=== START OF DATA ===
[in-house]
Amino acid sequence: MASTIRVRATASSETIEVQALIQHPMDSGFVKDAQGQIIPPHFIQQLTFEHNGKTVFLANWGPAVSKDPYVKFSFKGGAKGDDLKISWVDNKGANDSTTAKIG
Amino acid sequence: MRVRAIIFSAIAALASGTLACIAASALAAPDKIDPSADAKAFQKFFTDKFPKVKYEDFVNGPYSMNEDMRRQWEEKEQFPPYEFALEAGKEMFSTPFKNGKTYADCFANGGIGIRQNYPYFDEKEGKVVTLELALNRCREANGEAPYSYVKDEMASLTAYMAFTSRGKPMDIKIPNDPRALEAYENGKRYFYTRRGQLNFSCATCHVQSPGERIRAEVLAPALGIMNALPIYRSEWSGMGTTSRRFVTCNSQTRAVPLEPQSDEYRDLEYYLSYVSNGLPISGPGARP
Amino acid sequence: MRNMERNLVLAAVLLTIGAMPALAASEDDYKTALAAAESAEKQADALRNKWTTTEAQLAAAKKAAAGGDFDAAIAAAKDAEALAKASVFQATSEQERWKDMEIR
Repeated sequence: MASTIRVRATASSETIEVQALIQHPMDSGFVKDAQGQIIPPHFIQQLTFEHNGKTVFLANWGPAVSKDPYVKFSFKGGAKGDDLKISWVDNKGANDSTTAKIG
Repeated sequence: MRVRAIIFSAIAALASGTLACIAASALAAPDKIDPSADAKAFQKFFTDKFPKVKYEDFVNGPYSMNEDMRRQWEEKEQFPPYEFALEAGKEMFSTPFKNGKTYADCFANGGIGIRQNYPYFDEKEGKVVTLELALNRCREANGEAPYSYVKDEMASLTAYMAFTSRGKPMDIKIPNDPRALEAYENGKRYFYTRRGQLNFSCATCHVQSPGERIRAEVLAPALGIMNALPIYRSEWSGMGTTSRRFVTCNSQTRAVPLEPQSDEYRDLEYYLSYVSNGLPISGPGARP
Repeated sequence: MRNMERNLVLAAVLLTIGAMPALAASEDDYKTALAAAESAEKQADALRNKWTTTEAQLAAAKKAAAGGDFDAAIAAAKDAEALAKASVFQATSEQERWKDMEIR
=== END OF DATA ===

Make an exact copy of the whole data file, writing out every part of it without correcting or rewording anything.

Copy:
[in-house]
Amino acid sequence: MASTIRVRATASSETIEVQALIQHPMDSGFVKDAQGQIIPPHFIQQLTFEHNGKTVFLANWGPAVSKDPYVKFSFKGGAKGDDLKISWVDNKGANDSTTAKIG
Amino acid sequence: MRVRAIIFSAIAALASGTLACIAASALAAPDKIDPSADAKAFQKFFTDKFPKVKYEDFVNGPYSMNEDMRRQWEEKEQFPPYEFALEAGKEMFSTPFKNGKTYADCFANGGIGIRQNYPYFDEKEGKVVTLELALNRCREANGEAPYSYVKDEMASLTAYMAFTSRGKPMDIKIPNDPRALEAYENGKRYFYTRRGQLNFSCATCHVQSPGERIRAEVLAPALGIMNALPIYRSEWSGMGTTSRRFVTCNSQTRAVPLEPQSDEYRDLEYYLSYVSNGLPISGPGARP
Amino acid sequence: MRNMERNLVLAAVLLTIGAMPALAASEDDYKTALAAAESAEKQADALRNKWTTTEAQLAAAKKAAAGGDFDAAIAAAKDAEALAKASVFQATSEQERWKDMEIR
Repeated sequence: MASTIRVRATASSETIEVQALIQHPMDSGFVKDAQGQIIPPHFIQQLTFEHNGKTVFLANWGPAVSKDPYVKFSFKGGAKGDDLKISWVDNKGANDSTTAKIG
Repeated sequence: MRVRAIIFSAIAALASGTLACIAASALAAPDKIDPSADAKAFQKFFTDKFPKVKYEDFVNGPYSMNEDMRRQWEEKEQFPPYEFALEAGKEMFSTPFKNGKTYADCFANGGIGIRQNYPYFDEKEGKVVTLELALNRCREANGEAPYSYVKDEMASLTAYMAFTSRGKPMDIKIPNDPRALEAYENGKRYFYTRRGQLNFSCATCHVQSPGERIRAEVLAPALGIMNALPIYRSEWSGMGTTSRRFVTCNSQTRAVPLEPQSDEYRDLEYYLSYVSNGLPISGPGARP
Repeated sequence: MRNMERNLVLAAVLLTIGAMPALAASEDDYKTALAAAESAEKQADALRNKWTTTEAQLAAAKKAAAGGDFDAAIAAAKDAEALAKASVFQATSEQERWKDMEIR